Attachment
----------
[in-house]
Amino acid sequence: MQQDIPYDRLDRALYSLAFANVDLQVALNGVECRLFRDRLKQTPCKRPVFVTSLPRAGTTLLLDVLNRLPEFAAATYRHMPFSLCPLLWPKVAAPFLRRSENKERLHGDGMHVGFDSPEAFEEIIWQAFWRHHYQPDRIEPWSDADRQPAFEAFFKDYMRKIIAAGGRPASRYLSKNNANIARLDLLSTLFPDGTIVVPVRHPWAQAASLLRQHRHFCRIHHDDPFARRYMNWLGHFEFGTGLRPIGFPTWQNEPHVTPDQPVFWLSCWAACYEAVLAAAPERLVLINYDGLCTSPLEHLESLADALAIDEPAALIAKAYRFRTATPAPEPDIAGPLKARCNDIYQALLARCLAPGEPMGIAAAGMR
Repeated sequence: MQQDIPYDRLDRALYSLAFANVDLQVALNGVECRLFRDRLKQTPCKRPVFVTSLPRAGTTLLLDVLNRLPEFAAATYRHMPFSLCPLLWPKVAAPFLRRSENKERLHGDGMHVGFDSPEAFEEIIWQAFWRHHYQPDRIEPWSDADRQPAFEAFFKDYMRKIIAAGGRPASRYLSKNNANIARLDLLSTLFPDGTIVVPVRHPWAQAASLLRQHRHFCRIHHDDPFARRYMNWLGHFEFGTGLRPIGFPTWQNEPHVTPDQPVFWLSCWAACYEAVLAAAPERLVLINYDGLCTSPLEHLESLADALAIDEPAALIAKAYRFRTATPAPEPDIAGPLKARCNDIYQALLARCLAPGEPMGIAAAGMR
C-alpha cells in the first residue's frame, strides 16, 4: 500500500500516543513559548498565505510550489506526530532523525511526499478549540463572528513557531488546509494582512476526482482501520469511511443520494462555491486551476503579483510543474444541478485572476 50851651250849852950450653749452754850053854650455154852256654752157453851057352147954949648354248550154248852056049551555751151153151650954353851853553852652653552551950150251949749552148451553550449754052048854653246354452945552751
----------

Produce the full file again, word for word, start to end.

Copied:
[in-house]
Amino acid sequence: MQQDIPYDRLDRALYSLAFANVDLQVALNGVECRLFRDRLKQTPCKRPVFVTSLPRAGTTLLLDVLNRLPEFAAATYRHMPFSLCPLLWPKVAAPFLRRSENKERLHGDGMHVGFDSPEAFEEIIWQAFWRHHYQPDRIEPWSDADRQPAFEAFFKDYMRKIIAAGGRPASRYLSKNNANIARLDLLSTLFPDGTIVVPVRHPWAQAASLLRQHRHFCRIHHDDPFARRYMNWLGHFEFGTGLRPIGFPTWQNEPHVTPDQPVFWLSCWAACYEAVLAAAPERLVLINYDGLCTSPLEHLESLADALAIDEPAALIAKAYRFRTATPAPEPDIAGPLKARCNDIYQALLARCLAPGEPMGIAAAGMR
Repeated sequence: MQQDIPYDRLDRALYSLAFANVDLQVALNGVECRLFRDRLKQTPCKRPVFVTSLPRAGTTLLLDVLNRLPEFAAATYRHMPFSLCPLLWPKVAAPFLRRSENKERLHGDGMHVGFDSPEAFEEIIWQAFWRHHYQPDRIEPWSDADRQPAFEAFFKDYMRKIIAAGGRPASRYLSKNNANIARLDLLSTLFPDGTIVVPVRHPWAQAASLLRQHRHFCRIHHDDPFARRYMNWLGHFEFGTGLRPIGFPTWQNEPHVTPDQPVFWLSCWAACYEAVLAAAPERLVLINYDGLCTSPLEHLESLADALAIDEPAALIAKAYRFRTATPAPEPDIAGPLKARCNDIYQALLARCLAPGEPMGIAAAGMR
C-alpha cells in the first residue's frame, strides 16, 4: 500500500500516543513559548498565505510550489506526530532523525511526499478549540463572528513557531488546509494582512476526482482501520469511511443520494462555491486551476503579483510543474444541478485572476 50851651250849852950450653749452754850053854650455154852256654752157453851057352147954949648354248550154248852056049551555751151153151650954353851853553852652653552551950150251949749552148451553550449754052048854653246354452945552751